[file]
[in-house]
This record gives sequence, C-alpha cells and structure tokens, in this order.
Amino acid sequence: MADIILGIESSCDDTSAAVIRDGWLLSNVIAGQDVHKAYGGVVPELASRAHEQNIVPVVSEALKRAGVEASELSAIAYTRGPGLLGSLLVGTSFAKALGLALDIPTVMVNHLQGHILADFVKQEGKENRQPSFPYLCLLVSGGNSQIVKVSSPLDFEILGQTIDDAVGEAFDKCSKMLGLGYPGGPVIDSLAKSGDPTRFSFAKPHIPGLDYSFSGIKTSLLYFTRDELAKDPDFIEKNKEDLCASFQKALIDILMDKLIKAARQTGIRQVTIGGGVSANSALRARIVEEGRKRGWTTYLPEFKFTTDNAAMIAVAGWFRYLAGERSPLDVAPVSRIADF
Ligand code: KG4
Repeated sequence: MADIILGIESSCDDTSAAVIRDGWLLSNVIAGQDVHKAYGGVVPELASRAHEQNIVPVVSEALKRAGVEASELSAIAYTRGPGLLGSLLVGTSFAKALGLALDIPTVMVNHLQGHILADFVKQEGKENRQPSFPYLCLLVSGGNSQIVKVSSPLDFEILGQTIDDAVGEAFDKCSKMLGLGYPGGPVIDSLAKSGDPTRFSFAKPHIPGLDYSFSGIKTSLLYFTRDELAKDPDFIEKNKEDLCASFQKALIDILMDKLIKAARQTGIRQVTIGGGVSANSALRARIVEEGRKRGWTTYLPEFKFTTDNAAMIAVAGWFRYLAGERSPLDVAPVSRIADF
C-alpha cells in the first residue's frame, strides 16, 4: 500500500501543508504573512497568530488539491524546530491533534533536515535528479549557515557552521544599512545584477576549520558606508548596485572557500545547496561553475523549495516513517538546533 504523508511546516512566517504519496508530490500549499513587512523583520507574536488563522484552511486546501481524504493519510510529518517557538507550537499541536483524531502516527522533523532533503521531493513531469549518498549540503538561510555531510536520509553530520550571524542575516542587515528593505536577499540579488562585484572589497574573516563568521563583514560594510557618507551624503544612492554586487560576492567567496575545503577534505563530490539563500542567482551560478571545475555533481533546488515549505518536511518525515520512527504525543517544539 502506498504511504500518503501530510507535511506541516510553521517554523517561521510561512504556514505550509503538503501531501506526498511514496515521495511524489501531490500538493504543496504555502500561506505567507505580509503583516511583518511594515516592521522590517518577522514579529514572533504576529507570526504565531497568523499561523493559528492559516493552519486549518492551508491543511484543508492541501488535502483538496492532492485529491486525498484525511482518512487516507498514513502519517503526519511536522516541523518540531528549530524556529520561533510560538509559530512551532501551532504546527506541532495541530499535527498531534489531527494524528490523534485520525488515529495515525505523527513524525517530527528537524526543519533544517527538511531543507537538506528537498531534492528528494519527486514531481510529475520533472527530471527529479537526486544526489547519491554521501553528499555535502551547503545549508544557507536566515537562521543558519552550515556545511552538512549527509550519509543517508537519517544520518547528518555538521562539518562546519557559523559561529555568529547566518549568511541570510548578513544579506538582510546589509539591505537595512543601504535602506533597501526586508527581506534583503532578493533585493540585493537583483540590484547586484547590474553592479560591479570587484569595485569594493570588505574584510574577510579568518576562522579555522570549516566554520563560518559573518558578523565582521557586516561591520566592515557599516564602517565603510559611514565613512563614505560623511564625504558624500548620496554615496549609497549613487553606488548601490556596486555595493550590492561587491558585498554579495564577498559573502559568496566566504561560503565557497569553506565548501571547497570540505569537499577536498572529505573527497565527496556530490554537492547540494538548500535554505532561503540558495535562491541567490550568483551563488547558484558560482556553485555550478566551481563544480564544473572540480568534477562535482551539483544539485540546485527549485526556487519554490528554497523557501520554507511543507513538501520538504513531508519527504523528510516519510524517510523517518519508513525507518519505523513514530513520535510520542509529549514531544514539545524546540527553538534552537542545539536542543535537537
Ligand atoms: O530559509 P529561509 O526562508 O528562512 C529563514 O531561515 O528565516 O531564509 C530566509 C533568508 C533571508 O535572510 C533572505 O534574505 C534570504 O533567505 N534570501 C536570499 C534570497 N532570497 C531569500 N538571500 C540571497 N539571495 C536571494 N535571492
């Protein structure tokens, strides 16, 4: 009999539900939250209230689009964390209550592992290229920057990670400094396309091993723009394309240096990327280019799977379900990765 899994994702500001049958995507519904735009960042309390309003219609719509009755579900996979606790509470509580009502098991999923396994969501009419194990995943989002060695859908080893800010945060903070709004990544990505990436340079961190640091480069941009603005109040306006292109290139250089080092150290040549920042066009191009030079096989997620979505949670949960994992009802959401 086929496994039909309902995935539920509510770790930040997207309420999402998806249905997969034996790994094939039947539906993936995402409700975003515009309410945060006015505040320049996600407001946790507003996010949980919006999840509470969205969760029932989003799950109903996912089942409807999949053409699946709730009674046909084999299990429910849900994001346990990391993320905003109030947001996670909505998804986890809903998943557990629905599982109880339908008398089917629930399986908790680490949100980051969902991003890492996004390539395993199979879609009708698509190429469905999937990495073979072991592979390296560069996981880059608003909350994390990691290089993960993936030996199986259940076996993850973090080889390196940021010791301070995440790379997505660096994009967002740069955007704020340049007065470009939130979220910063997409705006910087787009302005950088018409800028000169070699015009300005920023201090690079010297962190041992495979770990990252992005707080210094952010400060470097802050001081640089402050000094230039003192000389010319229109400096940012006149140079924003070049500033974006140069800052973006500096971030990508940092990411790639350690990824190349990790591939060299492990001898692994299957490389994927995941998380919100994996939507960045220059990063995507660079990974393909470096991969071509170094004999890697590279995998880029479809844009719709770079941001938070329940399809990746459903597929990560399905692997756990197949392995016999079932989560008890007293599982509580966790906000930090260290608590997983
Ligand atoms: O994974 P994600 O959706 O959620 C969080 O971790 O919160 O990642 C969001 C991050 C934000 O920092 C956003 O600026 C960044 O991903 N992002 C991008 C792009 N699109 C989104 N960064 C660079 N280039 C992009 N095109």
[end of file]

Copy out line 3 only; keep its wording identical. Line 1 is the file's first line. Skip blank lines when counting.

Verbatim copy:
Amino acid sequence: MADIILGIESSCDDTSAAVIRDGWLLSNVIAGQDVHKAYGGVVPELASRAHEQNIVPVVSEALKRAGVEASELSAIAYTRGPGLLGSLLVGTSFAKALGLALDIPTVMVNHLQGHILADFVKQEGKENRQPSFPYLCLLVSGGNSQIVKVSSPLDFEILGQTIDDAVGEAFDKCSKMLGLGYPGGPVIDSLAKSGDPTRFSFAKPHIPGLDYSFSGIKTSLLYFTRDELAKDPDFIEKNKEDLCASFQKALIDILMDKLIKAARQTGIRQVTIGGGVSANSALRARIVEEGRKRGWTTYLPEFKFTTDNAAMIAVAGWFRYLAGERSPLDVAPVSRIADF